CNN’s Candy Crowley has always seemed like a tough, sharp and relatively fair reporter. So when she said earlier this week she was going to take an active moderator role in last night’s debate, that didn’t immediately seem like a bad thing. There’s no problem with an impartial moderator keeping the candidates on topic and pressing them with follow-ups.
But by the end of the night, it was clear Crowley had done damage to her own reputation of objectivity. It wasn’t just because of the Benghazi question, either. Matt Latimer lays out the instances of bias at the Daily Beast:
By far the biggest loser of the debate (after my former boss, George W., that is) was Candy Crowley. She is one of the most seasoned political reporters in Washington, but she came very close to becoming a participant in the debate. At some points she almost lost control, then seemed to interrupt Romney more often than Obama. The president also was given more time to speak overall. Ms. Crowley’s decision to buttress Obama’s declaration that Romney was being dishonest on Libya, however, will go into the Republican Party’s media-bias file for decades to come. Enjoy that moment—you’ll be seeing it again and again for years.
As Jim Lindgren noted, Obama was also given the last word on nearly two-thirds of the questions — and not for Romney’s lack of trying.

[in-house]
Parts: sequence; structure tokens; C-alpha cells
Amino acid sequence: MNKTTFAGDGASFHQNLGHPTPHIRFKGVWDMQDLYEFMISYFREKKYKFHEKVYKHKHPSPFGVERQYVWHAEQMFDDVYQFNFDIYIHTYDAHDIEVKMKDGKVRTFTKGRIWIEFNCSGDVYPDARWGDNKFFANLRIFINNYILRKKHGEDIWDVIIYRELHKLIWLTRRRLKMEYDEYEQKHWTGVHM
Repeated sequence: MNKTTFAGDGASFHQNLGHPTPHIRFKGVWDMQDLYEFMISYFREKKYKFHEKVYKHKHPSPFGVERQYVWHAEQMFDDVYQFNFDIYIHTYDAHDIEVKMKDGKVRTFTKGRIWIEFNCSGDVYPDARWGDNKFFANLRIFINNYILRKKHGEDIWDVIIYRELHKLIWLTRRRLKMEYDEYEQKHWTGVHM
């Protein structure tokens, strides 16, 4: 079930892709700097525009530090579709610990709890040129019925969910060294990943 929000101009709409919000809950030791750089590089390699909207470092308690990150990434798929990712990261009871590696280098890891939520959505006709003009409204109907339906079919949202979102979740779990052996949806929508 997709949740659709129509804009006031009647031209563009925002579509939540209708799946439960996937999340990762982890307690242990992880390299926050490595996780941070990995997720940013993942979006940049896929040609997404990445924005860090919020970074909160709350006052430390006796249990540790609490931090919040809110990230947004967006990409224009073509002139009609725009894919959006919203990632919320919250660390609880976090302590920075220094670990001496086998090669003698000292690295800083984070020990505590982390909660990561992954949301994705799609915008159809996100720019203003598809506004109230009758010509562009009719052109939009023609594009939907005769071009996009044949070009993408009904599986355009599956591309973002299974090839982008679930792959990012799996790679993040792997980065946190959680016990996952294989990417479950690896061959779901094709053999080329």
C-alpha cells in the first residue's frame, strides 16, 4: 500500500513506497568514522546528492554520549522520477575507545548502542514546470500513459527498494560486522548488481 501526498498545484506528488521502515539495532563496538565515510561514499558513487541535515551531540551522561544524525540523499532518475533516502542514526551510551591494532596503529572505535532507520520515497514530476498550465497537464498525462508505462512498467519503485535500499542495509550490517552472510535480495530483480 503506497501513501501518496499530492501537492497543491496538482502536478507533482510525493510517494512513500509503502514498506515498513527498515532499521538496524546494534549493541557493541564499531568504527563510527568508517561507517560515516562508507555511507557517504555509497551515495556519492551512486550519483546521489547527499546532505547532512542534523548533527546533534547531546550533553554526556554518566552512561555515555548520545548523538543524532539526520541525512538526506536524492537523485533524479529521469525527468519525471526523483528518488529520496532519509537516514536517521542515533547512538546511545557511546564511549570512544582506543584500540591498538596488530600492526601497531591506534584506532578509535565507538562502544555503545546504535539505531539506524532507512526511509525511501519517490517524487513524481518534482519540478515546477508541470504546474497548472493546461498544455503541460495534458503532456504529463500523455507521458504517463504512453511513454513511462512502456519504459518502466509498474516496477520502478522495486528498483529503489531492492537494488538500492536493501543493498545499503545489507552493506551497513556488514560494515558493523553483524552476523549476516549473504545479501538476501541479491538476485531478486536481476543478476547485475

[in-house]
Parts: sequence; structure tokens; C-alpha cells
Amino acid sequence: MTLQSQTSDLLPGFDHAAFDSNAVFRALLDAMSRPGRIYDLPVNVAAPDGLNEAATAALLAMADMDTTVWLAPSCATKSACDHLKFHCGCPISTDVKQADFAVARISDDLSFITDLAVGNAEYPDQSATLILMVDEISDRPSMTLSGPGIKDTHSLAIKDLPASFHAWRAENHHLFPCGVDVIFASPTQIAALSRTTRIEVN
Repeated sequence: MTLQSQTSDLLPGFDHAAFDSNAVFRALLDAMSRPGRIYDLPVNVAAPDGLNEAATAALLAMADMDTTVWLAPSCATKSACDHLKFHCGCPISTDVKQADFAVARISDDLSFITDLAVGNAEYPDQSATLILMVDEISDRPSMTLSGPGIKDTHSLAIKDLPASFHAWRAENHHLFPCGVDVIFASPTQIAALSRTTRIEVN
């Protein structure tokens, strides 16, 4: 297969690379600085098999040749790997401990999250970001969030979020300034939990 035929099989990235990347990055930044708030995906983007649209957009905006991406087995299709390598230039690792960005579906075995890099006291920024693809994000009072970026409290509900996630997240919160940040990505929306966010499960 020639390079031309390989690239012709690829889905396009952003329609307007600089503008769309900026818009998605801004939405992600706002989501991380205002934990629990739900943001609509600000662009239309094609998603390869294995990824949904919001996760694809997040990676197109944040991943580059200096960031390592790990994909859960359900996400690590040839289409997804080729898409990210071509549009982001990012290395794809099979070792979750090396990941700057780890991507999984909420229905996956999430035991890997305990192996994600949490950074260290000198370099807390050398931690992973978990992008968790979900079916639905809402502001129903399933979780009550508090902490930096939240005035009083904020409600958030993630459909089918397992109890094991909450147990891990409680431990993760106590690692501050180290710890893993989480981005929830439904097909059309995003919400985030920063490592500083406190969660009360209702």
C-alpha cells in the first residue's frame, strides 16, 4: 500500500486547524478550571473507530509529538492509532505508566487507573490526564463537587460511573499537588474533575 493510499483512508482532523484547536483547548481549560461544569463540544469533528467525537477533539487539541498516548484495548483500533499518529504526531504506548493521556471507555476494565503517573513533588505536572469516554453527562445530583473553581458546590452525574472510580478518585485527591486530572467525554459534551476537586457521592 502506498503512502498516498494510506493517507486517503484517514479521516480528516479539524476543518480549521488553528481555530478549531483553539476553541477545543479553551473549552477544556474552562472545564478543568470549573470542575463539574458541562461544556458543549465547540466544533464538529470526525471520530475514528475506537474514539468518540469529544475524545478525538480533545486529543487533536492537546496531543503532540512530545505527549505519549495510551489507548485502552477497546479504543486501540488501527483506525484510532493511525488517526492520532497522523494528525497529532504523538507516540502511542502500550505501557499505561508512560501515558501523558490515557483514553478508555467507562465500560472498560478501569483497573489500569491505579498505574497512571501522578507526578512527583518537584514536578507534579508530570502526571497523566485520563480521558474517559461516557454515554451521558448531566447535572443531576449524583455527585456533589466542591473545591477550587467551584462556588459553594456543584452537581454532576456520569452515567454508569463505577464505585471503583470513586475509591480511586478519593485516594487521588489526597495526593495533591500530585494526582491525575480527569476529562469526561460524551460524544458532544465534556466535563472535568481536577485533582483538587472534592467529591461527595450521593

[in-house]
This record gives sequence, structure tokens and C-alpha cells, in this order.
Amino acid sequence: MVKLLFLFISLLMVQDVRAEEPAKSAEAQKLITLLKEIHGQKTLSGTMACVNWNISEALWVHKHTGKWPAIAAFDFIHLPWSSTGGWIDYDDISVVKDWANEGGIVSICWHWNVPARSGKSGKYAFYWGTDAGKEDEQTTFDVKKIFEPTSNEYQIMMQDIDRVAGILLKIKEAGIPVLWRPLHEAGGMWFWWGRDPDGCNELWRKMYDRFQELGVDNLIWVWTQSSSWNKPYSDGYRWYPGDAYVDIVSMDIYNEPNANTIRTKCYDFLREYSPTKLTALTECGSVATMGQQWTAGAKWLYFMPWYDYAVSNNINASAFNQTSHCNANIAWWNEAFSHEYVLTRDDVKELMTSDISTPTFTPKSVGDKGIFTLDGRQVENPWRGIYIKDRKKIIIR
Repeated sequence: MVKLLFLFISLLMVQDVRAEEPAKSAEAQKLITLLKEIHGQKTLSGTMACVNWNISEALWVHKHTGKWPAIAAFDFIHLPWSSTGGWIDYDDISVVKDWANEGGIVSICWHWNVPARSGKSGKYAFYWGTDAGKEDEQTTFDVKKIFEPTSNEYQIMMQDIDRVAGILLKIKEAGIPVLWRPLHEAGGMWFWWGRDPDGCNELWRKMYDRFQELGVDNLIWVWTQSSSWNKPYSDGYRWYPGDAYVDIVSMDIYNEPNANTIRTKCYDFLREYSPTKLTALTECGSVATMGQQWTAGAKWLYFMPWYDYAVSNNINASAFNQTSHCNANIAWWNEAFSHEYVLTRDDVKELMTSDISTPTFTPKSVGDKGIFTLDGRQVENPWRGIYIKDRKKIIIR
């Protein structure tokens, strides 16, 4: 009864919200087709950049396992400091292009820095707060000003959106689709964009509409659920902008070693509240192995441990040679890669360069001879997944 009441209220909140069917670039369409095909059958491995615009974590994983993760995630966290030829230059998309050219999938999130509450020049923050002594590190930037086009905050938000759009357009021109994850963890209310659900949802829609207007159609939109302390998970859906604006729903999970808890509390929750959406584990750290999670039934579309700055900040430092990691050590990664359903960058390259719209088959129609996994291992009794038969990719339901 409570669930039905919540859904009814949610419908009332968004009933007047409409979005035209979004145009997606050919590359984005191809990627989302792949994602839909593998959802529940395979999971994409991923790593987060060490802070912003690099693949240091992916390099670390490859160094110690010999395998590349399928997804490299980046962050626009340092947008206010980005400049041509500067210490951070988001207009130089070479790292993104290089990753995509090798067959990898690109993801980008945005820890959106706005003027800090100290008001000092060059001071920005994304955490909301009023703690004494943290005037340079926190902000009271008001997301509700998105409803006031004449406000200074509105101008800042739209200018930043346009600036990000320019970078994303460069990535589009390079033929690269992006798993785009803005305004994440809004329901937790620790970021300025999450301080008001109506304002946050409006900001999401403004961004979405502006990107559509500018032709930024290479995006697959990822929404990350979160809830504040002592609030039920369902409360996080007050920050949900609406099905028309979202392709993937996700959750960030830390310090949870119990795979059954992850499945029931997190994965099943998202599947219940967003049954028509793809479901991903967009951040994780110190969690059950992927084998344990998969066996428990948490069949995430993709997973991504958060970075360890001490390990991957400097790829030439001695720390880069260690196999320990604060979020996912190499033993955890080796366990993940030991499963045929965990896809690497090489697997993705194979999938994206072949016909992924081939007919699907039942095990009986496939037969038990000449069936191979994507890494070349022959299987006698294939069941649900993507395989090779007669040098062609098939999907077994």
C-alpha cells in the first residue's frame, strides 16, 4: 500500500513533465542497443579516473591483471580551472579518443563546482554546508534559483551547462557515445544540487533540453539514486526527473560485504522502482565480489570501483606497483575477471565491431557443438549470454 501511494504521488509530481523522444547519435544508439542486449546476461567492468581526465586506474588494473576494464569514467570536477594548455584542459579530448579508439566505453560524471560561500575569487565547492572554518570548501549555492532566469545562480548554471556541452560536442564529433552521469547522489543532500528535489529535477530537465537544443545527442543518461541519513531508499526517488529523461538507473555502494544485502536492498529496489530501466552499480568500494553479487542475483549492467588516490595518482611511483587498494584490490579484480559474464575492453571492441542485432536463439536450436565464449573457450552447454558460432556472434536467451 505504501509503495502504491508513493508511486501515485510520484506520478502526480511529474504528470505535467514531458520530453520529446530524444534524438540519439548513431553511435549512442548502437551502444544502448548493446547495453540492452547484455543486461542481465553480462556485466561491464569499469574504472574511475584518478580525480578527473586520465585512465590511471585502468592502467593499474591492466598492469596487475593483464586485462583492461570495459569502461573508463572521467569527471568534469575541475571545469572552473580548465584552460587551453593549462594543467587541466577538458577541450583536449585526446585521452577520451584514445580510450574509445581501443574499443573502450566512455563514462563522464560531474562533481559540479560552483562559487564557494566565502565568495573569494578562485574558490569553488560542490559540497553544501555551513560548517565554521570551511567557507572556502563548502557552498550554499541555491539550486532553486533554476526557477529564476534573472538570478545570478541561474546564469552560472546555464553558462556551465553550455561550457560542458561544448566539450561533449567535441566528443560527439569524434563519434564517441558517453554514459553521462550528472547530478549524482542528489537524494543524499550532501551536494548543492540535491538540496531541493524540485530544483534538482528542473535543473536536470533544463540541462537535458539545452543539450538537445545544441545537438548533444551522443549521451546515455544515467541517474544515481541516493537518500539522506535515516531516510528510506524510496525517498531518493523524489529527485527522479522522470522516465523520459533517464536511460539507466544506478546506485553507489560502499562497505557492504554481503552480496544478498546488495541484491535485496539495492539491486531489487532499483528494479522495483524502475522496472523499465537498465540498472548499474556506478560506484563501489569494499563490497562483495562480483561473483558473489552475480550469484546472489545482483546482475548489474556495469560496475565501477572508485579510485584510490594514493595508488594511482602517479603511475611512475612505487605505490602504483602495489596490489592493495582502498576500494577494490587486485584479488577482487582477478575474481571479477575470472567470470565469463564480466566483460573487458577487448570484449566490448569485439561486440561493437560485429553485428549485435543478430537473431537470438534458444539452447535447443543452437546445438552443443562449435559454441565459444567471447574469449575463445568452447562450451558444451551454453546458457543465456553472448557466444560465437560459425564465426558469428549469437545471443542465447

That’s not to say Romney would have done any better (or Obama any worse) if Crowley hadn’t played an active role in the debate. Both candidates came off fine, with Democrats calling the game for Obama, and Republicans calling it for Romney. In the end, it was a small win for Obama. That was Romney’s fault for being unprepared to discuss Benghazi, and Crowley is in no way responsible.
But Crowley hurt herself by jumping to Obama’s defense on an arguable point. When Obama followed up with “Say that again, Candy” and the audience of “undecided voters” cheered, the image was a moderator and the president ganging up on the Republican candidate. What’s more, the moderator didn’t even have her facts right. As WaPo fact-checker Glenn Kessler explains why the issue is not as cut-and-dried as Crowley claimed:
What did Obama say in the Rose Garden a day after the attack in Libya? “No acts of terror will ever shake the resolve of this nation,” he said.
But he did not say “terrorism”—and it took the administration days to concede that that it an “act of terrorism” that appears unrelated to initial reports of anger at a video that defamed the prophet Muhammad.
Whether it was due to personal bias or incomplete information, Crowley was wrong. She had no business intervening on an ambiguous point, and as a long-time journalist, she should have been more careful.